The GeForce GTX 950M is a decidedly mid-range mobile graphics processing unit, but the use of DDR3 VRAM cripples its already limited performance by reducing the memory bandwidth available to the GPU. I wish that HP chose 2GB of DDR5 VRAM instead of picking quantity over quality with 4GB of DDR3 VRAM.
It’s gaming benchmarks time! The HP Pavillion Gaming Notebook does not come with any application to keep the fans at maximum speed, so it is fully controlled by the system. This time around I managed to keep ambient temperatures under control at around 27°C, so let’s begin with everyone’s favorite MOBA, DotA 2!
The HP Pavillion Gaming scores 67 fps here, which means that it just passed my minimum requirement to bear the title “gaming laptop” as any laptop that can’t even push an average of 60 fps in DotA 2 has no place as a gaming laptop at all.
Ah the memories of good old Counter Strike, with improved graphics! The HP Pavillion Gaming is quite a capable machine in this game, pushing 92 frames per second. These are the games you should get the HP Pavillion Gaming for, as the GTX 950M is quite a capable GPU for these competitive games. Moving on to the nicer looking games…
Metal Gear Solid V: The Phantom Pain is one pretty looking game, and the particle-rich dust storms that happen occasionally does hit the GTX 950M here pretty hard. 25 frames per second is rather low as my barest minimum for a playable experience is 30 fps. Drop a few settings here and there and the HP Pavillion Gaming should be able to offer a more acceptable framerate.
Tom Clancy’s Rainbow Six Siege is a tactical first person shooter, and I must admit I am not very good at it. The 33 fps that the HP Pavillion Gaming spits out is also rather low and makes it rather hard to sneak around and aim effectively. Considering that even these two titles are juuuuust playable on this notebook, I will not try to run The Witcher 3 and torture myself with a slideshow of Geralt.
While I did not expect much out of a single fan cooler, it does seem to be pretty effective. The horrible placement of the exhaust vent does detract a lot from the experience though. If you compare the results that I obtained with the HP Pavillion Gaming and another GTX 950M packing laptop, the MSI GP62 2QE, you may also notice that the MSI scored slightly better. This is most probably due to the slightly faster VRAM (100 MHz faster) and also the more potent Broadwell CPU in the MSI.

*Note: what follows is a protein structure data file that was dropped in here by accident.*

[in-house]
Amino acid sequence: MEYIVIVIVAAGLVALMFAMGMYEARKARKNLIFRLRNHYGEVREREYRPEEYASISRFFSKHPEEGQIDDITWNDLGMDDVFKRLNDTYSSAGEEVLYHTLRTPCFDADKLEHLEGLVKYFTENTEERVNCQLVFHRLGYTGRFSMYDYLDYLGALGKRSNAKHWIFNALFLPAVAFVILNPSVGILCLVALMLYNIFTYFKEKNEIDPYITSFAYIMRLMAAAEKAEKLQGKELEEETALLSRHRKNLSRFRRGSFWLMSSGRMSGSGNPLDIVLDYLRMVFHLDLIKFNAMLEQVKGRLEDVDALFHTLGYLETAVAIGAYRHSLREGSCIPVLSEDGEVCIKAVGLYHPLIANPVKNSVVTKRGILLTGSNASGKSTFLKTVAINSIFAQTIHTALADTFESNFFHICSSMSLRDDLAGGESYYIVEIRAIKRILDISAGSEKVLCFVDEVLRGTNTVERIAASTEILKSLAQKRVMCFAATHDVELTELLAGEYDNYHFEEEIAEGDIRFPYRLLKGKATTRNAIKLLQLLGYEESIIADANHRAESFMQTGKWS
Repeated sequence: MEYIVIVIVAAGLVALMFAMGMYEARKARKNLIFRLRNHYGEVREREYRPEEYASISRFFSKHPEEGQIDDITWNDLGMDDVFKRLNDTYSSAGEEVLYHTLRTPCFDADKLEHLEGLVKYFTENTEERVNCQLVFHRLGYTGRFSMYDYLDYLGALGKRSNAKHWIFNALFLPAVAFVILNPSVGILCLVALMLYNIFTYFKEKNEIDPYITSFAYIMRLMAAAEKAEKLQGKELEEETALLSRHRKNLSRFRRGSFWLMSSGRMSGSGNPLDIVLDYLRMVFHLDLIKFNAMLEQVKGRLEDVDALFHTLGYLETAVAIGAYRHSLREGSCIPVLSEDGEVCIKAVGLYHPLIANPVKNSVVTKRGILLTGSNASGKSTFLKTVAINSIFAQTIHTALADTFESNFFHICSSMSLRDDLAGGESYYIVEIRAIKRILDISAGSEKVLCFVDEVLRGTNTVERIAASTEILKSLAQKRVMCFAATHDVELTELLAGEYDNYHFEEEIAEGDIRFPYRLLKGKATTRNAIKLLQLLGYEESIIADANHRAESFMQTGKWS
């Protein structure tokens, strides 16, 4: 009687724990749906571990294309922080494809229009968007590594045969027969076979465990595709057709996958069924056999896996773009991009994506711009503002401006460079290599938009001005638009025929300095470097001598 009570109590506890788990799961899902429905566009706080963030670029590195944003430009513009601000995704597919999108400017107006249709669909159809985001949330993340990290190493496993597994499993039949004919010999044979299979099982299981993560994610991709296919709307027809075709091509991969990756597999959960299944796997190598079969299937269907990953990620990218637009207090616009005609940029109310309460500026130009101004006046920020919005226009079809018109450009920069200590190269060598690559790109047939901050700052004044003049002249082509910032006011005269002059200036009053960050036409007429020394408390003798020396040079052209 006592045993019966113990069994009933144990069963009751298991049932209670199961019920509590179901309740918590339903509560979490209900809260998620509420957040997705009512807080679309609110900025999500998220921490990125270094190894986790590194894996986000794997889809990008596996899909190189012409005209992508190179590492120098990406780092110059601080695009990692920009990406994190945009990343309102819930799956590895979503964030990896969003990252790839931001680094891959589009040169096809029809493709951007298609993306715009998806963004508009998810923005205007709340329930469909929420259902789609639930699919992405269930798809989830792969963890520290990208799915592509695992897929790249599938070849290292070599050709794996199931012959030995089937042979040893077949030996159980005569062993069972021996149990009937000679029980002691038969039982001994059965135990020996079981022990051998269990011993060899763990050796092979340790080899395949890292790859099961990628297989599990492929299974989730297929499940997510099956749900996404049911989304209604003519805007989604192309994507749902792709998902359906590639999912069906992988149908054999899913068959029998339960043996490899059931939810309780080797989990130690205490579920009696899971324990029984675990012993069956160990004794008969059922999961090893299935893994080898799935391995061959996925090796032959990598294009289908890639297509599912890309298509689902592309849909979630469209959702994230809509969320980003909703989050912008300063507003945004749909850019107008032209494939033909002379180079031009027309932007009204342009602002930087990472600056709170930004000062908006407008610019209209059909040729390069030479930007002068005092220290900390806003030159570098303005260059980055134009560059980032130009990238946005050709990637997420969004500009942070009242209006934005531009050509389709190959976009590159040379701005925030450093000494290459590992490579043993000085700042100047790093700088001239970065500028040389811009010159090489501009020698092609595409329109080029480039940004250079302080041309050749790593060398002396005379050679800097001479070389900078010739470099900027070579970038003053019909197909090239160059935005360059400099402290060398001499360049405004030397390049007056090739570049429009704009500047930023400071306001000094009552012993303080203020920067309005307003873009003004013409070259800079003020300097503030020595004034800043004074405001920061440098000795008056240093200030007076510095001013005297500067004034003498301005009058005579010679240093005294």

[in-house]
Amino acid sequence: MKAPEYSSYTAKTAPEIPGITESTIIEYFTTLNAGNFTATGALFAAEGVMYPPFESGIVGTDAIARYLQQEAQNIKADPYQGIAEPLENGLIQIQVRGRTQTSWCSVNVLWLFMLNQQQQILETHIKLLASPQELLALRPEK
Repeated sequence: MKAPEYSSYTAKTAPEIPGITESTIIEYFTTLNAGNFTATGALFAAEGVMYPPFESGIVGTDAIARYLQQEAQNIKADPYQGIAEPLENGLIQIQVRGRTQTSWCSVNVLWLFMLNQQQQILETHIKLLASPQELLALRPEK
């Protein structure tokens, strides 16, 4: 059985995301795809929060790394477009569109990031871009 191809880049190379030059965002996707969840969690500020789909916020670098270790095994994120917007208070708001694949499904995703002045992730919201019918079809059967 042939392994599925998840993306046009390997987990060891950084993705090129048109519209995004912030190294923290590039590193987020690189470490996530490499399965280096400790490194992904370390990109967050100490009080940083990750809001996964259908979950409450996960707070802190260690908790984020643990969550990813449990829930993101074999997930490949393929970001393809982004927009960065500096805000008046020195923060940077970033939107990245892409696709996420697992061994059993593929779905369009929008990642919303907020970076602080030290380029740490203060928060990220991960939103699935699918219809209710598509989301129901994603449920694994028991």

HP’s choice to go with DDR3 now may be influenced by budgetary concerns, and in a way it does make it slightly cheaper to upgrade with more RAM now. However with DDR4 prices dropping, DDR3 will soon be rendered obsolete and may actually experience a price hike as it becomes the rarer of the two standards. If you get the HP Pavillion Gaming Notebook, I recommend you to get another 8GB of RAM as soon as possible while it is cheap now.
Plastic is the only material I see on the HP Pavillion Gaming Notebook. The different finishing done on the many surfaces do offer some reprieve but doesn’t change the fact that it is made of plastic. The usual flex when pressing the center of the lid is present here, but then even the MSI laptops with aluminium lids suffer from this. The thickness and weight are considered rather common for multimedia laptops like the HP Pavillion Gaming Notebook.
HP’s decision to go with green illumination for the keyboard is quite refreshing to see when everyone else seems to go down the path of red backlighting. The backlighting on this keyboard is primitive with only the option of turning it on or off, with no brightness settings. The keyboard features a nice matte texture that doesn’t collect fingerprints as you type. The keyboard is decent with good tactile feedback. My sole complaint about this keyboard is the tiny Up and Down arrow keys. While it may be fine for filling spreadsheets, these aren’t acceptable for gaming by any measure. The WASD area doesn’t even get warm during gaming sessions, but the right side of the keyboard does heat up a little. Not uncomfortably so, though.